What does it Mean to ‘Exhibit’ pre-recorded Electroacoustic Music, and How Should I do It?

College, research

Firstly, who listens to electroacoustic music? Electroacoustic musicians, ravers, unwitting film goers? Not a great many people would actually say they listened to ‘electroacoustic music’; there are plenty of EDM-heads around, and progressive rock generally shares a lot of characteristics with electroacoustic music – say for a distinct lack of spatiality – and film soundtracks often use heavily electronically processed sound recordings to create music (often to blur the line between the soundtrack of the film and its diegetic sounds, a great example being Tarkovsky’s Stalker). The art world is saturated with great electroacoustic music, though a purist wouldn’t like to hear it – at least, not from an amateur like me. So, we do listen to electroacoustic music, but unintentionally?

I want to know how to make electroacoustic music interesting and accessible, without it being made a side-attraction; I believe electroacoustic music has the capacity to transport a person who’s totally ‘uneducated’ (in terms of music) into a fascinating sonic environment, and I want to share that.

My question is: how does one exhibit an unchanging piece of electroacoustic music (in my case a soundscape composition) and what makes live exhibition important for pre-recorded music – if it is? An equivalent question is often posed when working with film, but unlike the relationship between film and theatre, pre-recorded music and live music are often grouped incredibly closely together, though they are equally dissimilar. I believe this is partly due to a lack of adequate notation for pre-recorded electronic music – due to the prevalence of time/pitch notation – though I won’t get into that now.

In his 2014 article ‘Shamanic diffusions: a technoshamanic philosophy of electroacoustic music’, Jon Weinel

We could also look at building the environment for the listening experience, and creating a space in which the listener can be fully immersed in the composition; we could add visual stimuli and/or create a multi-sensory experience. But, personally, I don’t like supplementary visual (or other) information, as almost always this information is either unnecessary or ends up being a feature of the piece and therefore equal and necessary for the composition – thus creating something new entirely, or being a distraction. But, isolation, or a controlled listening environment, is something that could benefit my work, which makes this argument quite compelling. Then again, where does one draw the line? What is the difference between a multi-sensory exhibit, and simply creating an adequate listening environment? And should one create their piece for a particular listening environment? Kevin Austin sheds a lot of light on this question in a masterclass video on electroacoustic composition and working in an electroacoustic studio – he talks about the effect your working environment will have on your final composition.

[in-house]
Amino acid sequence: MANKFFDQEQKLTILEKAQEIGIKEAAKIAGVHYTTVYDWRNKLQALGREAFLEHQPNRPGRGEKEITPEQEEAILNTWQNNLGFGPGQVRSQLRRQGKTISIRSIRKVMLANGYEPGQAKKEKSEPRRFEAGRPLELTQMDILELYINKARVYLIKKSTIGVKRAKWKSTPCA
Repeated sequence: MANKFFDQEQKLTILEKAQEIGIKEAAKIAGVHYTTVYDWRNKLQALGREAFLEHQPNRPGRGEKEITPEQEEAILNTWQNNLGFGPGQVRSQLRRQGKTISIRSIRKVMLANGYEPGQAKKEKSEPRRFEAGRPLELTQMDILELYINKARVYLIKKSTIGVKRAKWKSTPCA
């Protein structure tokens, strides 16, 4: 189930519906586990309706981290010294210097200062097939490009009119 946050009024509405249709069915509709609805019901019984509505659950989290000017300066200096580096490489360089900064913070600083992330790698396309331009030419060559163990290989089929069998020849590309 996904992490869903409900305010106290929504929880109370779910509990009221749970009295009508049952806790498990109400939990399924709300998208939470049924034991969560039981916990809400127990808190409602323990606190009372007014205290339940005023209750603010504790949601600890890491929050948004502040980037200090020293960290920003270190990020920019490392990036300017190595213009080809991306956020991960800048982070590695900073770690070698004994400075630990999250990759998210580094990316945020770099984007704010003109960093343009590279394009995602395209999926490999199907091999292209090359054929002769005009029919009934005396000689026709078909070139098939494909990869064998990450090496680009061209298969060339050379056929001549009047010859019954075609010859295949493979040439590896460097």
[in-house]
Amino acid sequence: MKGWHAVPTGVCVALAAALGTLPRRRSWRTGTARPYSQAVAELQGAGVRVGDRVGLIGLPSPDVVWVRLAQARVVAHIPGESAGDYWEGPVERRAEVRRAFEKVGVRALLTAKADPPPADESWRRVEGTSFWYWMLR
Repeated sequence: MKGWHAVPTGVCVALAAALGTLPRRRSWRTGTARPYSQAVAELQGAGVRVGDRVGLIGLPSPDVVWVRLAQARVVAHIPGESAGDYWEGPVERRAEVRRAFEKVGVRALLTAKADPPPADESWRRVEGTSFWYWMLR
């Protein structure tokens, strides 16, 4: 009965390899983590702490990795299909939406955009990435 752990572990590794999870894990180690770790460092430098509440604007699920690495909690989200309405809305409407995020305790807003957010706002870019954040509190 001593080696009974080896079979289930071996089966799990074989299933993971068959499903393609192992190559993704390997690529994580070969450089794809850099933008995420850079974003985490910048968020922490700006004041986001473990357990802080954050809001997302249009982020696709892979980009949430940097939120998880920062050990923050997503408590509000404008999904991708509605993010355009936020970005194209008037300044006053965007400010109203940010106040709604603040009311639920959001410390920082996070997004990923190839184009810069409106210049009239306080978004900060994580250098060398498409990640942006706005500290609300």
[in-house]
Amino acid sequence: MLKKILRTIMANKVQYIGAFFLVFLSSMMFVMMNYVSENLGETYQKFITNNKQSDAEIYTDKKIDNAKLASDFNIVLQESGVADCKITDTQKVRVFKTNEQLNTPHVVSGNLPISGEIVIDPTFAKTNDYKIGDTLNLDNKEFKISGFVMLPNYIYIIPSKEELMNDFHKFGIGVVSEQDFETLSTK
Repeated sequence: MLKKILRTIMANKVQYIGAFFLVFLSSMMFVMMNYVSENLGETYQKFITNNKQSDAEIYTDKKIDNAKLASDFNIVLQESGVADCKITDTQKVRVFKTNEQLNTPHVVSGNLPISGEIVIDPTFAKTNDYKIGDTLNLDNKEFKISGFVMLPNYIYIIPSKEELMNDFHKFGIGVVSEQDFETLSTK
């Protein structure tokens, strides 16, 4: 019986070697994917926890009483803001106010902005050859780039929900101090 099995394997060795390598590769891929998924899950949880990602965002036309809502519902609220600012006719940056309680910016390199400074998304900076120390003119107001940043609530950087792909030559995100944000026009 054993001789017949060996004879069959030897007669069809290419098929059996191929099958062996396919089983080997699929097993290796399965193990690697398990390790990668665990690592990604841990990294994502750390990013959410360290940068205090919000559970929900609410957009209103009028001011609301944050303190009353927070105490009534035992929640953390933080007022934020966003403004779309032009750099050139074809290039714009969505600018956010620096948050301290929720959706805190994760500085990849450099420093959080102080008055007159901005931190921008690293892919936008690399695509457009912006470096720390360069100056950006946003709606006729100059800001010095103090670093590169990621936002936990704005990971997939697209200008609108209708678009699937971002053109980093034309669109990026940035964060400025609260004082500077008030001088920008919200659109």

So, how do I apply this to my work; how am I going to exhibit my work? The most important thing I’ve been considering is isolation, how does one isolate a listener from their immediate environment – considering especially how to avoid making the novelty of it a distraction? I’ve been considering two options, either the use of a separate room from the rest of the exhibition, or a semi-soundproof booth within the main exhibition. Next I want to provide the technology to experience the full scope of the music, I’ll do this by simply offering the headphones I used for mixing the piece for the listener to use, or by installing high-fidelity stereo speakers into the booth or room of the exhibition. As for visual supplements: I think I’ll keep those to a minimum.

And, finally, the reason I think this is necessary for my piece is just because people don’t like electroacoustic music – normal people don’t, and this is the only time I’ll get the chance to show normal people this work. I don’t want to make soundscapes for people who understand how I made them, and will see it as an intellectual exercise; I don’t want Trevor Wishart to enjoy my piece, nor would I want Jonty Harrison to wind down to it. I don’t see electroacoustic music that way, the mystery is one of the most beautiful parts of the experience – and I guess I just want people to experience that. Exhibition of electroacoustic music is about catching a group of people and letting them experience something they haven’t before. I remember the first time I learned how to pan a track in ‘MixCraft’ when I was about ten years old: I turned off all the lights, I got my friends to dizzy themselves, then I gave them headphones and spun the entire acoustic environment around their heads until they fell over – and they thought it was magic.

Thanks for reading my ramblings!

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